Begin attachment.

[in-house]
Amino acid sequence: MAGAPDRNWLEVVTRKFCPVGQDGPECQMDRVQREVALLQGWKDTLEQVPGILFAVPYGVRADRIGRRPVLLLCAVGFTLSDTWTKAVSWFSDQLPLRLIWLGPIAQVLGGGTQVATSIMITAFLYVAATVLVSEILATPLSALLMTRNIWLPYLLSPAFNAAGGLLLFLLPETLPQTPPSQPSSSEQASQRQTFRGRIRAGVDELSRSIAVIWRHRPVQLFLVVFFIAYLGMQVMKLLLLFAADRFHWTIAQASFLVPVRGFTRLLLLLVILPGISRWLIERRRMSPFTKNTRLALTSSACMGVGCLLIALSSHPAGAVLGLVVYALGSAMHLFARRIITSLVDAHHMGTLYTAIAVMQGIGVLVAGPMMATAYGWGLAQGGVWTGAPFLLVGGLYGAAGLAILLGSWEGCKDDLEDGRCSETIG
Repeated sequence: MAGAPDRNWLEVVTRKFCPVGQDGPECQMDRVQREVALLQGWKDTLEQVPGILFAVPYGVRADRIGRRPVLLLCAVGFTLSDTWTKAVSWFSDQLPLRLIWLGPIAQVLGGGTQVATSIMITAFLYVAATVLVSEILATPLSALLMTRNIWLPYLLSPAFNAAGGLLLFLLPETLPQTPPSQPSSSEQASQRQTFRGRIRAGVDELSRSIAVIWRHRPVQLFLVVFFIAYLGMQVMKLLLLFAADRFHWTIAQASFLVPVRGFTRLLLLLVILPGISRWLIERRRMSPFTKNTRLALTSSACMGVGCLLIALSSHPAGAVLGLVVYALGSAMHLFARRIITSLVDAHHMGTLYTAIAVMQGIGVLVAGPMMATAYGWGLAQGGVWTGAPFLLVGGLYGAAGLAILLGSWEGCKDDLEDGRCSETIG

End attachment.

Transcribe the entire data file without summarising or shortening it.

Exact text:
[in-house]
Amino acid sequence: MAGAPDRNWLEVVTRKFCPVGQDGPECQMDRVQREVALLQGWKDTLEQVPGILFAVPYGVRADRIGRRPVLLLCAVGFTLSDTWTKAVSWFSDQLPLRLIWLGPIAQVLGGGTQVATSIMITAFLYVAATVLVSEILATPLSALLMTRNIWLPYLLSPAFNAAGGLLLFLLPETLPQTPPSQPSSSEQASQRQTFRGRIRAGVDELSRSIAVIWRHRPVQLFLVVFFIAYLGMQVMKLLLLFAADRFHWTIAQASFLVPVRGFTRLLLLLVILPGISRWLIERRRMSPFTKNTRLALTSSACMGVGCLLIALSSHPAGAVLGLVVYALGSAMHLFARRIITSLVDAHHMGTLYTAIAVMQGIGVLVAGPMMATAYGWGLAQGGVWTGAPFLLVGGLYGAAGLAILLGSWEGCKDDLEDGRCSETIG
Repeated sequence: MAGAPDRNWLEVVTRKFCPVGQDGPECQMDRVQREVALLQGWKDTLEQVPGILFAVPYGVRADRIGRRPVLLLCAVGFTLSDTWTKAVSWFSDQLPLRLIWLGPIAQVLGGGTQVATSIMITAFLYVAATVLVSEILATPLSALLMTRNIWLPYLLSPAFNAAGGLLLFLLPETLPQTPPSQPSSSEQASQRQTFRGRIRAGVDELSRSIAVIWRHRPVQLFLVVFFIAYLGMQVMKLLLLFAADRFHWTIAQASFLVPVRGFTRLLLLLVILPGISRWLIERRRMSPFTKNTRLALTSSACMGVGCLLIALSSHPAGAVLGLVVYALGSAMHLFARRIITSLVDAHHMGTLYTAIAVMQGIGVLVAGPMMATAYGWGLAQGGVWTGAPFLLVGGLYGAAGLAILLGSWEGCKDDLEDGRCSETIG